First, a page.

Spectroscopic analysis of apoptotic tumour cell-derived extracellular vesicles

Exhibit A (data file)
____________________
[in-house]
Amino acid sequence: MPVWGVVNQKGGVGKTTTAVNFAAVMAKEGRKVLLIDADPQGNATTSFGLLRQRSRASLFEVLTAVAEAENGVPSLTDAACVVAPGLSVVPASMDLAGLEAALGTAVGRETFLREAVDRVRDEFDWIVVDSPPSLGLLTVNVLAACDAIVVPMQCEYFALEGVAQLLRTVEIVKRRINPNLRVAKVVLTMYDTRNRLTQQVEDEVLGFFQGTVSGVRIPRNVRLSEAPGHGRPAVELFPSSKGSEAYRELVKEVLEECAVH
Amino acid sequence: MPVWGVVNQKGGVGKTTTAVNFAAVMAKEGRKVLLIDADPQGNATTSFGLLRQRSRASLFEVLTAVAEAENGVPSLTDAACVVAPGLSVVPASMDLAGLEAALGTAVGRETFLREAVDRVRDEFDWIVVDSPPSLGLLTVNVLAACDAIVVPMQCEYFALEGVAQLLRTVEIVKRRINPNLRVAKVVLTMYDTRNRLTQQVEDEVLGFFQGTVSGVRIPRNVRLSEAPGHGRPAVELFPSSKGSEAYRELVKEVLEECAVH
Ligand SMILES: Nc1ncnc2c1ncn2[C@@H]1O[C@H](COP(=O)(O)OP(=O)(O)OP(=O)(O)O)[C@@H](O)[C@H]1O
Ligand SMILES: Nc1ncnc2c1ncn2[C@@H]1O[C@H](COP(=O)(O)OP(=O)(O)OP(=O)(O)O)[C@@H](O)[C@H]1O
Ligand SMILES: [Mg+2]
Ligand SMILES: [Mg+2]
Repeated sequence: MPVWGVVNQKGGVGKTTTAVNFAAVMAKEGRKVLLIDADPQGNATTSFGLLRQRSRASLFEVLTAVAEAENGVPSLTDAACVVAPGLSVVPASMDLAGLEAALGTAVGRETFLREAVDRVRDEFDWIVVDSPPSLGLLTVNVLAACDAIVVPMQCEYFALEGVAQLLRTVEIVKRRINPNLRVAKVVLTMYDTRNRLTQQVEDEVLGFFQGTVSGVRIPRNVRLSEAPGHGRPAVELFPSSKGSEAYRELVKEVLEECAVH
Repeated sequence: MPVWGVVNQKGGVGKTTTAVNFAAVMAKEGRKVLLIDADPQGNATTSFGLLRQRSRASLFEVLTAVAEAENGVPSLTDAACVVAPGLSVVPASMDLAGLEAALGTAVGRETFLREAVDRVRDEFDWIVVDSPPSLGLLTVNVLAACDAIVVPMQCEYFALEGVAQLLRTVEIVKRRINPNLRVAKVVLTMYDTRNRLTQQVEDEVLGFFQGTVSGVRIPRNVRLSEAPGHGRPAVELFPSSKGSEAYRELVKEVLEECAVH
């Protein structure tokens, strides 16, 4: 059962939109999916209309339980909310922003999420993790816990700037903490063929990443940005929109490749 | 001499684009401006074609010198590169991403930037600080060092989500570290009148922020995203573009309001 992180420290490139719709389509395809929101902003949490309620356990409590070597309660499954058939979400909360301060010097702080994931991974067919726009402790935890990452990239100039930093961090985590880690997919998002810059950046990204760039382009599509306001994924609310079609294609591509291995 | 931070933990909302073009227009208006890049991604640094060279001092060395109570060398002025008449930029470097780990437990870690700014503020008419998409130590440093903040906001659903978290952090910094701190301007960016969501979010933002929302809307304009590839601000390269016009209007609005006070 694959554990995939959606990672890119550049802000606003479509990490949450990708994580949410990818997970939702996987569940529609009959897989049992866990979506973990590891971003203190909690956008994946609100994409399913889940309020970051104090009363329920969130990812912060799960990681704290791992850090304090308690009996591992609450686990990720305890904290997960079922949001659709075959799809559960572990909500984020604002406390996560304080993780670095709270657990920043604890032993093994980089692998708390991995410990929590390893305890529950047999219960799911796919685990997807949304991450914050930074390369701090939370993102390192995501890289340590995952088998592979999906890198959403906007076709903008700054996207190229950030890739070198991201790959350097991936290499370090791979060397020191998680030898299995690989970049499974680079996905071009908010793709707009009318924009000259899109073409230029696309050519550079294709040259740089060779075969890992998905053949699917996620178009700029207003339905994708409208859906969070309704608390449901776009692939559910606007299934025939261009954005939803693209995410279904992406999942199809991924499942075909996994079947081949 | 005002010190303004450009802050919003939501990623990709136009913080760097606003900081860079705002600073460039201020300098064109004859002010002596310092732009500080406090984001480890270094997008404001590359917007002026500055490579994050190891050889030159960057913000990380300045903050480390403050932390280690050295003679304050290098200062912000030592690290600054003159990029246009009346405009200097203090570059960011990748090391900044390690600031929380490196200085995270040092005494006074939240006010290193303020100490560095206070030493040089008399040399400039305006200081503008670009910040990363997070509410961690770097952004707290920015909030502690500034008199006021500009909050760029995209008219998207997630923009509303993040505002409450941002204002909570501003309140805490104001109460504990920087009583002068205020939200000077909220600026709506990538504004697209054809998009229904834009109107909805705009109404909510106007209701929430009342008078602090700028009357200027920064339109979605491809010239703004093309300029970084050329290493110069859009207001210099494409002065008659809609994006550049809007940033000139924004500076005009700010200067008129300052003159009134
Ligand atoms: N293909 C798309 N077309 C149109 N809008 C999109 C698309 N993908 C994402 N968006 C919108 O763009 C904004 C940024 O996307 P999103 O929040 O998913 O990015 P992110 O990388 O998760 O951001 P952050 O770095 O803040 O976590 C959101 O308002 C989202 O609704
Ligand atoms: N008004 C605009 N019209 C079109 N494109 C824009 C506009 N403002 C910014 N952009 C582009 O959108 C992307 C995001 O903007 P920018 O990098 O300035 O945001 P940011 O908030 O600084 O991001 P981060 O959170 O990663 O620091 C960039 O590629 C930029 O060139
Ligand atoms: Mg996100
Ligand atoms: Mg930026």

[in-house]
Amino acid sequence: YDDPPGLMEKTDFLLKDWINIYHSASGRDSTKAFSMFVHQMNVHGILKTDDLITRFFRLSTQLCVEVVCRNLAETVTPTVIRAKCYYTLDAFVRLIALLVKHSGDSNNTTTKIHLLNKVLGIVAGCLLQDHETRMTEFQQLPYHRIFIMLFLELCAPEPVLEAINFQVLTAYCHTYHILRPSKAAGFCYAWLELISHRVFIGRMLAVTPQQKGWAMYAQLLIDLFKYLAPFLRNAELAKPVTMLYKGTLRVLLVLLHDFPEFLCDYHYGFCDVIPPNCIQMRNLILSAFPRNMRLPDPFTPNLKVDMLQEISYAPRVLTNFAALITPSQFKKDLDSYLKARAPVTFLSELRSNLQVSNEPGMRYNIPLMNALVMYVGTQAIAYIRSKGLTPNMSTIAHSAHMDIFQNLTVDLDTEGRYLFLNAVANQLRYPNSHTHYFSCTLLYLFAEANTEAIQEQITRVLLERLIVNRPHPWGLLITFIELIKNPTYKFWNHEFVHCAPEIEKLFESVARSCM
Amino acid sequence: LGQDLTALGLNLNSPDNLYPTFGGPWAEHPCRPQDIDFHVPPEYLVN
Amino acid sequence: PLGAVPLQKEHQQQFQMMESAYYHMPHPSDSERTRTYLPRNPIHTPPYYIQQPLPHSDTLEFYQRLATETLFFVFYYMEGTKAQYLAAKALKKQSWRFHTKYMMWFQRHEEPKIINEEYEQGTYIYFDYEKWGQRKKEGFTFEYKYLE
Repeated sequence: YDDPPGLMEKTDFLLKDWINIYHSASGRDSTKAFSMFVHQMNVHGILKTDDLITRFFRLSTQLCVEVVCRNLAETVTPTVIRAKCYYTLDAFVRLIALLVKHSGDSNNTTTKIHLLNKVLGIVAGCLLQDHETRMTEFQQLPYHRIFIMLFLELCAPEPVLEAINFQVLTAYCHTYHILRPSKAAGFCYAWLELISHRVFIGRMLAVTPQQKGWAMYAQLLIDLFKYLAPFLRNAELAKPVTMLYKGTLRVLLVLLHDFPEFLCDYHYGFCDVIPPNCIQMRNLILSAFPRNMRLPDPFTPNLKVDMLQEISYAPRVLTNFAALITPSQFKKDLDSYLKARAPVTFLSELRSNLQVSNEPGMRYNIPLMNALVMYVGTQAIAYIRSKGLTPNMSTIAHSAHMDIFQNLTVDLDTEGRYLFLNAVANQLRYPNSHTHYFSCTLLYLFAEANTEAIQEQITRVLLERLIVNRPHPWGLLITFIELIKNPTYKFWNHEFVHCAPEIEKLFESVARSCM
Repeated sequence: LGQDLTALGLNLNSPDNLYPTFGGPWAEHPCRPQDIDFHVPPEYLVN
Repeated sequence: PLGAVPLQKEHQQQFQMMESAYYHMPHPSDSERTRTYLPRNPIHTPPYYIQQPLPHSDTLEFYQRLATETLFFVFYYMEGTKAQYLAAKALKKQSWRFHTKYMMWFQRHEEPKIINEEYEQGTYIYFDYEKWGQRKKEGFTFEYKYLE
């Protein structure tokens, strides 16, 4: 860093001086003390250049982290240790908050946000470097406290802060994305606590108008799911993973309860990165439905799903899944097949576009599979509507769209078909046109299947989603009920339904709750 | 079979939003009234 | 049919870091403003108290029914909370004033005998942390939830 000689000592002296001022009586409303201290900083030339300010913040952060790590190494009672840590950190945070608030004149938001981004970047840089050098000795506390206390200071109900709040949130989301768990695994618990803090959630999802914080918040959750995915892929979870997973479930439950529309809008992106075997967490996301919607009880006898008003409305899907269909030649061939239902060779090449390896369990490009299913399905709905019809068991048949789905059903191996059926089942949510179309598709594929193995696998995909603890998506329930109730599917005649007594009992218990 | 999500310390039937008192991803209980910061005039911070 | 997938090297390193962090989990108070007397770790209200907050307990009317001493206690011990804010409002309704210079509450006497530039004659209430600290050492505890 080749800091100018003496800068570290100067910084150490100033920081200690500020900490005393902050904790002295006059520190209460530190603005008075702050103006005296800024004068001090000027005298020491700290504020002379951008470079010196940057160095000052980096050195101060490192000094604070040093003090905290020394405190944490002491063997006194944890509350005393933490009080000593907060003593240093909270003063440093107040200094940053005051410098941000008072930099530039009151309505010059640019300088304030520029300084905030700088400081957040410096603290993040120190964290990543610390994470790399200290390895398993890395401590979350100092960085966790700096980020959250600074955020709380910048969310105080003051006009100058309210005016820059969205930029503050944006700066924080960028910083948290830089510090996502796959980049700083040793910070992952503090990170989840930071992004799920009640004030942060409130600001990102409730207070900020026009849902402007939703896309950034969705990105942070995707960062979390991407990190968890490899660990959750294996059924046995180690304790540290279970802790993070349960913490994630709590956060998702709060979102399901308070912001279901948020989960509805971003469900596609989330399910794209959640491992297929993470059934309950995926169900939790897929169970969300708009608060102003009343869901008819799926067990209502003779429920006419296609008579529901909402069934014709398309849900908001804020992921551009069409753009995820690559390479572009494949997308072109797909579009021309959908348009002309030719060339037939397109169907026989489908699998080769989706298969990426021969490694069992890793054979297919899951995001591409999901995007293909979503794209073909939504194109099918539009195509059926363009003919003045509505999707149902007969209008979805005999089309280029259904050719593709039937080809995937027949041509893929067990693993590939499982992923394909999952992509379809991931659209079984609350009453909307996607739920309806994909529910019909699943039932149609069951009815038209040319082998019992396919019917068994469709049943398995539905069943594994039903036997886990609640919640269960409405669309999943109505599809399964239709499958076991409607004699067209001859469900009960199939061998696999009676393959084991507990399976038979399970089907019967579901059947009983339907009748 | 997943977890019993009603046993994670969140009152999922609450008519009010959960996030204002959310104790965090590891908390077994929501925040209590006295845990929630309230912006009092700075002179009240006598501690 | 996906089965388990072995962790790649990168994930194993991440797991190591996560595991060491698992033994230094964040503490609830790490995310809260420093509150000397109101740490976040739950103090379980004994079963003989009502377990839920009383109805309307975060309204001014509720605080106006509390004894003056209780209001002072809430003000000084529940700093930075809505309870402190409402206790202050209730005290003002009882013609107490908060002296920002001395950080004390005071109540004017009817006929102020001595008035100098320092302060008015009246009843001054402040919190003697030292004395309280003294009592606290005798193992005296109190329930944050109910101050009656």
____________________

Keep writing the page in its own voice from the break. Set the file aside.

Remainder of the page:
Extracellular vesicles (EVs) are small, membrane delimited particles which are released from cells of all types and disease status. When EVs were first discovered they were thought to be a mechanism to remove waste from cells, but it has since been shown that EVs are important intercellular messengers. EVs contain biomolecules such as proteins and nucleic acids, including mRNA and miRNA, which reflect the status of the parental cell. EVs can be found in almost every bodily fluid, including blood, urine, saliva, and ascites. They are released into the extracellular milieu where they can be endocytosed by neighbouring cells. As EVs are enclosed with a lipid membrane their cargo is protected from degradation in circulation, so they can also travel to distal parts of the body and retain activity. Because of this EVs have been implicated in the pathogenesis of many diseases by transferral of biomolecules from diseased cells to healthy cells, for example transfer of oncogenes to induce oncogenic transformation in healthy cells. EVs have the potential to be used as non-invasive disease biomarkers, if suitable detection and characterisation methods were available. Currently, the gold standard method of EV isolation is a process of differential centrifugation followed by ultracentrifugation. There is no current gold standard method of EV characterisation. Quantification and size determination of EVs can be done by methods such as nanoparticle tracking analysis (NTA), tunable resistive pulse sensing (TRPS), or dynamic light scattering (DLS). Size and morphology can be analysed by electron microscopy. Flow cytometry, invaluable for cell phenotyping, cannot be used on EVs because their small diameter does not sufficiently scatter the laser light in order to be detected. Protein analysis can be done by Western blot; however, this is a bulk technique and cannot distinguish rare subpopulations. Similarly, proteomic studies have been carried out on EV populations, but this is also a bulk technique and requires a large, highly purified sample and the results are not inherently quantitative. New methods of EV characterisation are required which are sensitive, high-throughput, and can analyse individual EVs. In this work, EVs were isolated from Burkitt lymphoma (BL) cells, a type of high-grade non- Hodgkin lymphoma. In vivo these tumours have a high rate of constitutive apoptosis, which promotes the accumulation and activation of tumour associated macrophages (TAMs). TAMs have been shown to have pro-tumour phenotype, including the promoting tumour cell growth and angiogenesis, and may even play a role in metastasis due to their ability to remodel the extracellular matrix. It could be that the EVs released from the apoptotic tumour cells (apoEVs) are impacting the microenvironment to promote the growth of the tumour. To determine if this could be the case, apoEVs and EVs derived from viable cancer cells were analysed to determine if there are any distinguishable biochemical differences between these EV groups which may imply a functional difference. Raman spectroscopy was used to characterise both apoEVs and EVs released from viable tumour cells. This is a vibrational spectroscopy technique which can produce a molecular fingerprint of the analyte. By comparing the spectra of EVs and apoEVs using principal component analysis (PCA), a difference could be seen between the apoEVs and EVs. Differences could also be seen between EVs derived from cells of different lineages (HeLa cervical epithelial cells and BL cells). This implies that EVs derived from different sources have different chemical constituents, and Raman spectroscopy could be a useful tool for characterising and distinguishing different types of EVs. A more targeted approach of detecting EVs would be to use surface enhanced Raman spectroscopy (SERS). Incubating EVs with gold nanoparticles functionalised with Raman reporter molecules and antibodies would allow for sensitive detection of EV subpopulations. In order to identify target proteins for SERS analysis, a non-biased bioinformatic approach was carried out. First, gene expression profile data were obtained from the online repository gene expression omnibus (GEO). Gene expression levels in B cell samples were compared to levels in lymphoma samples. Genes with a higher expression in lymphoma samples were identified, with the view that these would preferentially identify lymphoma EVs in a blood sample, which would contain a mixed population of EVs deriving from both lymphoma and healthy B cells, as well as epithelial cells and other sources. The proteins identified by this analysis did not appear to be transferred onto the EV surface. Proteomics had been carried out on the BL apoEVs and viable BL cell EVs, so the results from this analysis were used to identify membrane proteins which were common to both EV subgroups, and proteins which were only found on the apoEVs in order to selectively detect this population. The pan-B cell marker CD20 was identified in both populations, while the lymphocyte receptor CD53 was found only on the apoEVs, so these proteins were used as targets for detection with SERS. A nitrocellulose membrane was used to non-specifically capture EVs by hydrophobic interactions with proteins. A pilot study with BL cells showed that SERS signal of anti-CD20 functionalised gold nanoparticles increased with an increasing number of cells captured, with low levels of non-specific binding. However, when the assay was repeated with apoEVs and EVs, the signals obtained from both anti-CD20 functionalised nanoparticles and anti-CD53 functionalised nanoparticles were at a similar level or lower than the signal obtained from the EV-free controls. Western blots of the EV populations showed that there was no detectable CD20 or CD53 in either population, despite showing up in the proteomic analysis. This work shows that Raman spectroscopy can be used to differentiate between EVs of different types. SERS also has great potential in detecting EV sub-populations, however the target proteins chosen for this study were not present on the surface of the EV. Other markers could be used as targets for EV detection by SERS, such as proteins identified by proteomics which have been experimentally validated to be present on the EV surface, or lipid markers such as phosphatidylserine.